SUMMARY OF THE INVENTION

The above object has been met by an apparatus for sequentially releasing computer disks, wherein contact between the two lowest disks in a stack is limited to a single line of contact in order to prevent the disks from damaging one another when relative movement is initiated. The structure for ensuring only the single line of contact is a passive structure, so that the required cooperation between moving parts of the apparatus is minimized.

In a preferred embodiment, the stack is held in a hopper having a front wall and a rear wall. A pusher plate has an opening that is aligned with the hopper to receive a lowermost disk. Collating is achieved by employing a number of hoppers, with the pusher plate having a corresponding number of openings. The openings define disk-receiving areas. Sliding the pusher plate forwardly slides the disks from below the hoppers for ordered, but simultaneous, release onto a conveyor belt or the like.

At the forward wall of each hopper is a stationary sloped surface that extends into the stack slightly above the disk that is in the disk-receiving area. The sloped surface supports one end of a second lowermost disk, while the opposite end rests on the lowermost disk along the single line of contact. The single line of contact is at the rearward edge of the two disks, so that when the pusher plate is moved forwardly only a small degree of disk-to-disk sliding occurs. The two disks are at angles to each other, so that metal shutters or the like on the disks are not allowed to slide against each other.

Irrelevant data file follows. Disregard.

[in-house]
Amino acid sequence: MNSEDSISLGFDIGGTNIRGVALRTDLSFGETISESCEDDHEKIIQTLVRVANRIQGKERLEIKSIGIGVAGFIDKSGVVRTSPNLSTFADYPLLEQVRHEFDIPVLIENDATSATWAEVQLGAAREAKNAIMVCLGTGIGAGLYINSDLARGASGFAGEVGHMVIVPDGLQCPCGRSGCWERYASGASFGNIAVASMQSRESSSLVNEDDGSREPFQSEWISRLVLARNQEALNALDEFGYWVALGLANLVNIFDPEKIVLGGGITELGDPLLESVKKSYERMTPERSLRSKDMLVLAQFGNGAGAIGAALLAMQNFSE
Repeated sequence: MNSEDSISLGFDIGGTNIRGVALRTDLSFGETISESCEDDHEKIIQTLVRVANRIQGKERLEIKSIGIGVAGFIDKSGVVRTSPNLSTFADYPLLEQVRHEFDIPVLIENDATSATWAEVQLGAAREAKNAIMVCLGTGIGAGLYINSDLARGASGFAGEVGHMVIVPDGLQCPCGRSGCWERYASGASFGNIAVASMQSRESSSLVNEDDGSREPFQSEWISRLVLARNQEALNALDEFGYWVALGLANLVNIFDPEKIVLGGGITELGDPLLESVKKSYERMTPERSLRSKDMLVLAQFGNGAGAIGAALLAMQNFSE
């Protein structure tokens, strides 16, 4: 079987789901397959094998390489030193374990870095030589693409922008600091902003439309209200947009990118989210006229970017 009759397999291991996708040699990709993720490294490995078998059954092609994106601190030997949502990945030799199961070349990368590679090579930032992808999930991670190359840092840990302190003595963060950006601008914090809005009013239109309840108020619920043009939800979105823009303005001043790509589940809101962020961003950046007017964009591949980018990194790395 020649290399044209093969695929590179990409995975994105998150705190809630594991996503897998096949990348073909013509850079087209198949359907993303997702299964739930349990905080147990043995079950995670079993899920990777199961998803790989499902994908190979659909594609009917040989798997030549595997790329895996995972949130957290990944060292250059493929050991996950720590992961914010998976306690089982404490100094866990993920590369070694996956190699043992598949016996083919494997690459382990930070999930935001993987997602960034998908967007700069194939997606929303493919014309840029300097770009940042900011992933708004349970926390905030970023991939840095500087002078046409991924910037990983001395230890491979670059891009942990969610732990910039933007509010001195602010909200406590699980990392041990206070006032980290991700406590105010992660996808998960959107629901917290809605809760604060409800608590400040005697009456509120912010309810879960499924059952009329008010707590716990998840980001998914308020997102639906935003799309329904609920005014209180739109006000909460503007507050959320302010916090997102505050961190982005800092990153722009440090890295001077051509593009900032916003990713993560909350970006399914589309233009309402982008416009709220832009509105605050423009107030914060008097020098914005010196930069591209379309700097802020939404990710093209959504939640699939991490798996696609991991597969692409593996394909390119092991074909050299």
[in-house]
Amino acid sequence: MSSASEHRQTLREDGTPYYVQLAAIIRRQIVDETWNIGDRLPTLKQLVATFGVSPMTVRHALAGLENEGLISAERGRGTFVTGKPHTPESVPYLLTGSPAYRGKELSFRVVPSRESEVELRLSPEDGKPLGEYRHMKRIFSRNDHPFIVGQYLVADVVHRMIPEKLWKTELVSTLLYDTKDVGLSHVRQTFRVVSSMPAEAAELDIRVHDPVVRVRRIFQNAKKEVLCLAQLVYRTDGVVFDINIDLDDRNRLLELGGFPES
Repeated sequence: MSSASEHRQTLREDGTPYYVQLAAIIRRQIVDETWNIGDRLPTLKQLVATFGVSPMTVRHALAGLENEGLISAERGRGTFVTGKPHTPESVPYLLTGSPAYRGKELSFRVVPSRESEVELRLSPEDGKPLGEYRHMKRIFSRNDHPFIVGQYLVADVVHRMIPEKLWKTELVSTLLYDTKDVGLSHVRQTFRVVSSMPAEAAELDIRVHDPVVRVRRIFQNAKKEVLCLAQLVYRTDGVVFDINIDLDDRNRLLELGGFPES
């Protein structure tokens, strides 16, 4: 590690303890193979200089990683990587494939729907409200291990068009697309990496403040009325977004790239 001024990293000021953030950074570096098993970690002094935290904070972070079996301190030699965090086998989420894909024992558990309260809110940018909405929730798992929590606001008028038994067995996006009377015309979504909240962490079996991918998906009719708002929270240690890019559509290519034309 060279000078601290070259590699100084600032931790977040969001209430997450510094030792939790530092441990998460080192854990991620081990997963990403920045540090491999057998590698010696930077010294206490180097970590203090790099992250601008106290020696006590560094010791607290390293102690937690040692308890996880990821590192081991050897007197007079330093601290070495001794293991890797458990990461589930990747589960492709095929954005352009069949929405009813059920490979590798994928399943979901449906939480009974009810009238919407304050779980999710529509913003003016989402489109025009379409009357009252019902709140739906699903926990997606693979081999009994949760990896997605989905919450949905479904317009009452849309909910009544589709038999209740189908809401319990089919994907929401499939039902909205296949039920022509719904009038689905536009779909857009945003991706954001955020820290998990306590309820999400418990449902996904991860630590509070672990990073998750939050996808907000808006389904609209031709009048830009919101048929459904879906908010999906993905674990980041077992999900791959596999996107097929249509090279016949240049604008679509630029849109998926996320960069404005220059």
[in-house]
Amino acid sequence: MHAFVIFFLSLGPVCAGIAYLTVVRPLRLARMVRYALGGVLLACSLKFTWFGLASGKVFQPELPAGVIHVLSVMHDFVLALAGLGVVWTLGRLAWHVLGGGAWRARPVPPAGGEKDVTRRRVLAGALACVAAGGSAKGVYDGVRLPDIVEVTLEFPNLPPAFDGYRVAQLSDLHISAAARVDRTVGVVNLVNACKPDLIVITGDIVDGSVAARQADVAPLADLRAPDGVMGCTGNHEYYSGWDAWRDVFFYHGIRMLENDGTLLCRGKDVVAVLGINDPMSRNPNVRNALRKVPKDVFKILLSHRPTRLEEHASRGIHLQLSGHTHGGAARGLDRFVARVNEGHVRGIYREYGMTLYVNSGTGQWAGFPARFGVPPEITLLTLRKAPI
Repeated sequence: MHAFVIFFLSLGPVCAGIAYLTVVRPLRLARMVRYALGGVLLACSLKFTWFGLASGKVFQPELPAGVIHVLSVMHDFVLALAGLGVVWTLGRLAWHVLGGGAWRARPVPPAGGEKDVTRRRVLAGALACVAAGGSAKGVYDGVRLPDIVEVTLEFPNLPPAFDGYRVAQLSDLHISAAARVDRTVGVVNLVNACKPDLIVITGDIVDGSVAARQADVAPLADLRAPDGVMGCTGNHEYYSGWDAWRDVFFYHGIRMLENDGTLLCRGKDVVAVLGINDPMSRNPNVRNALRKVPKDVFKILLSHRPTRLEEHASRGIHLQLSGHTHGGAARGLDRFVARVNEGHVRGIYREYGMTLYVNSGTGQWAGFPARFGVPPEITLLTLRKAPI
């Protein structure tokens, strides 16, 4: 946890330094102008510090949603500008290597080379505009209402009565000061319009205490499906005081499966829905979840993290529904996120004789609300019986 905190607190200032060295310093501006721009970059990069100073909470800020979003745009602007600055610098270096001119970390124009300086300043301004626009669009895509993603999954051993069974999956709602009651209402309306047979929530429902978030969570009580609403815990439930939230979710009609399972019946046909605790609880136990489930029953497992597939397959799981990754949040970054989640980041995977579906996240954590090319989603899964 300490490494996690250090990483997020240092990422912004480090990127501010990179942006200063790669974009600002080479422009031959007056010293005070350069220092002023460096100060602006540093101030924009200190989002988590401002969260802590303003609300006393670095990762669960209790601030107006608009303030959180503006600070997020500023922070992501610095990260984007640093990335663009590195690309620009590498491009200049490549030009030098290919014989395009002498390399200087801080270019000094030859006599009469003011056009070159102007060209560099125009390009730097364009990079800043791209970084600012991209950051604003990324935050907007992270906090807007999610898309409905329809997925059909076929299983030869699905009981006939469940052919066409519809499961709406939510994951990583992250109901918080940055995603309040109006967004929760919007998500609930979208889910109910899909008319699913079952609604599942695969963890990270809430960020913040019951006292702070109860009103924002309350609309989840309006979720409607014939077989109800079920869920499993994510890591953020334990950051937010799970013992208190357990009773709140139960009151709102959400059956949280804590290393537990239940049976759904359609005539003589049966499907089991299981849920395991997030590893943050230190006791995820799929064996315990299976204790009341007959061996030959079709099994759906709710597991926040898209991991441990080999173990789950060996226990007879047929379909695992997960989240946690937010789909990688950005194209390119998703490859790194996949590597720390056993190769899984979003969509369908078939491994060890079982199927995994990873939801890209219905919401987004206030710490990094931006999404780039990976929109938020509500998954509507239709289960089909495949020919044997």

The rearward wall of each hopper has an inward slope that facilitates a gravitational feed of a disk into the disk-receiving area. The pusher plate moves relative to the hopper into a forward, delivery position, whereupon the single line of contact is along the Lop surface of the pusher plate. Return of the disk-receiving area to alignment with the hopper allows the stack to press a disk into the now empty disk-receiving area.

Preferably, the sloped surfaces of the front and rear walls of each hopper have a height that is less than the height of a disk. The slopes of the surfaces should be designed to ensure a reliable gravity feed from the stack.

An advantage of the present invention is that the apparatus automates computer disk collation. The automated handling is achieved with a minimum number of working components, while being able to provide a desired separation between a lowermost disk and a second lowermost disk.

BRIEF DESCRIPTION OF THE DRAWINGS

FIG. 1 is a perspective view of a collation apparatus and a stacker member in accordance with the present invention.

FIG. 2 is a perspective view of a 3.5-inch disk that may be used with the apparatus of FIG. 1.

FIG. 3 is a side view of a disk-releasing apparatus of FIG. 1.

FIG. 4 is a top view of a pusher plate for sliding lowermost disks from the stacks of FIG. 1.

FIG. 5 is a side sectional view of the pusher plate of FIG. 4 in contact with a computer disk.

FIG. 6 is a rear view of a second embodiment of a front wall of the apparatus of FIG. 3.

FIG. 7 is a side view of the wall of FIG. 6.

FIG. 8 is a front view of a rear wall of the apparatus of FIG. 3.

FIG. 9 is a side view of the wall of FIG. 8.

BEST MODE FOR CARRYING OUT THE INVENTION